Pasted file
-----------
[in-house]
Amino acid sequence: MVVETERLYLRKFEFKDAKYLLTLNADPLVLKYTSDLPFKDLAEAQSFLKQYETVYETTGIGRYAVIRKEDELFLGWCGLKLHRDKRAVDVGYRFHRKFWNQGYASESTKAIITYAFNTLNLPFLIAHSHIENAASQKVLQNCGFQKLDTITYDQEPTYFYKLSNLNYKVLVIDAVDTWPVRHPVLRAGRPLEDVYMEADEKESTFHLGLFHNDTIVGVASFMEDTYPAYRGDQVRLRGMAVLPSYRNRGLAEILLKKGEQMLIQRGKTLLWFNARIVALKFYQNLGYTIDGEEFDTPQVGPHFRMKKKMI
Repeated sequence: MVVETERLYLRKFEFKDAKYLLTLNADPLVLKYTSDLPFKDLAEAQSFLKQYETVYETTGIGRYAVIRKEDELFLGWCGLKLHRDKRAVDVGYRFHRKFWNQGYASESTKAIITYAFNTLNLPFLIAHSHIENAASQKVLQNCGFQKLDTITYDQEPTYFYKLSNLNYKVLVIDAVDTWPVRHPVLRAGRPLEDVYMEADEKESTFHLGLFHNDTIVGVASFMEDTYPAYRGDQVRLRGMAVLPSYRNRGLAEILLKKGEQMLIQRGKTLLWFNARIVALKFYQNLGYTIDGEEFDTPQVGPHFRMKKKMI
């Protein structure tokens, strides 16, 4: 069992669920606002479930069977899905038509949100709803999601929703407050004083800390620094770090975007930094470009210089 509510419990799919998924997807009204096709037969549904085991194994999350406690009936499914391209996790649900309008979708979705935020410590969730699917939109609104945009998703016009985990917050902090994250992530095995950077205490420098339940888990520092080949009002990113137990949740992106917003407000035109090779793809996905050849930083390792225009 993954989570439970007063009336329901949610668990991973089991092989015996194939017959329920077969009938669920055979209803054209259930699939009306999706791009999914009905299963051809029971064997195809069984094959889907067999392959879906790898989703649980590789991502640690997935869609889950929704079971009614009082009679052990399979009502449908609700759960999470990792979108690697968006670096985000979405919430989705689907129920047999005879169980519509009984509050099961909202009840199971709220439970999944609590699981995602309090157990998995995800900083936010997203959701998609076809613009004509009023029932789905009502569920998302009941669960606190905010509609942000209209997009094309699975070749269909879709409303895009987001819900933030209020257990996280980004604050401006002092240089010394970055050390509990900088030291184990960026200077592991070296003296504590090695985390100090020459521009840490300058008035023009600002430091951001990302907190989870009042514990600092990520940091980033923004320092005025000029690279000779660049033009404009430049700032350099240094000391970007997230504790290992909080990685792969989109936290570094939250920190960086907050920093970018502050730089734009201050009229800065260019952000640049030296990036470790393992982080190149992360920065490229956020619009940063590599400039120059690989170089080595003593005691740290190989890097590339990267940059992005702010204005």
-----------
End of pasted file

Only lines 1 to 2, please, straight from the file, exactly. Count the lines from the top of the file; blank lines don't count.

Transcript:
[in-house]
Amino acid sequence: MVVETERLYLRKFEFKDAKYLLTLNADPLVLKYTSDLPFKDLAEAQSFLKQYETVYETTGIGRYAVIRKEDELFLGWCGLKLHRDKRAVDVGYRFHRKFWNQGYASESTKAIITYAFNTLNLPFLIAHSHIENAASQKVLQNCGFQKLDTITYDQEPTYFYKLSNLNYKVLVIDAVDTWPVRHPVLRAGRPLEDVYMEADEKESTFHLGLFHNDTIVGVASFMEDTYPAYRGDQVRLRGMAVLPSYRNRGLAEILLKKGEQMLIQRGKTLLWFNARIVALKFYQNLGYTIDGEEFDTPQVGPHFRMKKKMI